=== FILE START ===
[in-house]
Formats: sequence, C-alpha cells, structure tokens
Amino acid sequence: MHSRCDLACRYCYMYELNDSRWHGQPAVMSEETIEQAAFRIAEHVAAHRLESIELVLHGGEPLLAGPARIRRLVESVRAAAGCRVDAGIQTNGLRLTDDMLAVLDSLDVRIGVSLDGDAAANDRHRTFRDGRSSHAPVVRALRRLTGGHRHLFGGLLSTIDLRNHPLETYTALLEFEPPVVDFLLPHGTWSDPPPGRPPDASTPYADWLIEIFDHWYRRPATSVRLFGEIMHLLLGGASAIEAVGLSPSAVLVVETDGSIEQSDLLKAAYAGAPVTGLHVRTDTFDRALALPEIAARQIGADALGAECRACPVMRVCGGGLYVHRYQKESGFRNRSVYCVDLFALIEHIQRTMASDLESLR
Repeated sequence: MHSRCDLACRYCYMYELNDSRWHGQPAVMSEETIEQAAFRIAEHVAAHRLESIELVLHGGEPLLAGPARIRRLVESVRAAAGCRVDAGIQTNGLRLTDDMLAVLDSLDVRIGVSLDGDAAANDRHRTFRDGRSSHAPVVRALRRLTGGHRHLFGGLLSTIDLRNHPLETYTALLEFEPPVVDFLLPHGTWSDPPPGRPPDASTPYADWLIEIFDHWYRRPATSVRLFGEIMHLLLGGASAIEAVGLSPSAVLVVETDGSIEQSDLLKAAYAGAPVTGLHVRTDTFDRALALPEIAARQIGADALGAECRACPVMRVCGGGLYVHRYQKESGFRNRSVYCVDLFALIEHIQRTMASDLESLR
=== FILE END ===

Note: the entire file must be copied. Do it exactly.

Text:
[in-house]
Formats: sequence, C-alpha cells, structure tokens
Amino acid sequence: MHSRCDLACRYCYMYELNDSRWHGQPAVMSEETIEQAAFRIAEHVAAHRLESIELVLHGGEPLLAGPARIRRLVESVRAAAGCRVDAGIQTNGLRLTDDMLAVLDSLDVRIGVSLDGDAAANDRHRTFRDGRSSHAPVVRALRRLTGGHRHLFGGLLSTIDLRNHPLETYTALLEFEPPVVDFLLPHGTWSDPPPGRPPDASTPYADWLIEIFDHWYRRPATSVRLFGEIMHLLLGGASAIEAVGLSPSAVLVVETDGSIEQSDLLKAAYAGAPVTGLHVRTDTFDRALALPEIAARQIGADALGAECRACPVMRVCGGGLYVHRYQKESGFRNRSVYCVDLFALIEHIQRTMASDLESLR
Repeated sequence: MHSRCDLACRYCYMYELNDSRWHGQPAVMSEETIEQAAFRIAEHVAAHRLESIELVLHGGEPLLAGPARIRRLVESVRAAAGCRVDAGIQTNGLRLTDDMLAVLDSLDVRIGVSLDGDAAANDRHRTFRDGRSSHAPVVRALRRLTGGHRHLFGGLLSTIDLRNHPLETYTALLEFEPPVVDFLLPHGTWSDPPPGRPPDASTPYADWLIEIFDHWYRRPATSVRLFGEIMHLLLGGASAIEAVGLSPSAVLVVETDGSIEQSDLLKAAYAGAPVTGLHVRTDTFDRALALPEIAARQIGADALGAECRACPVMRVCGGGLYVHRYQKESGFRNRSVYCVDLFALIEHIQRTMASDLESLR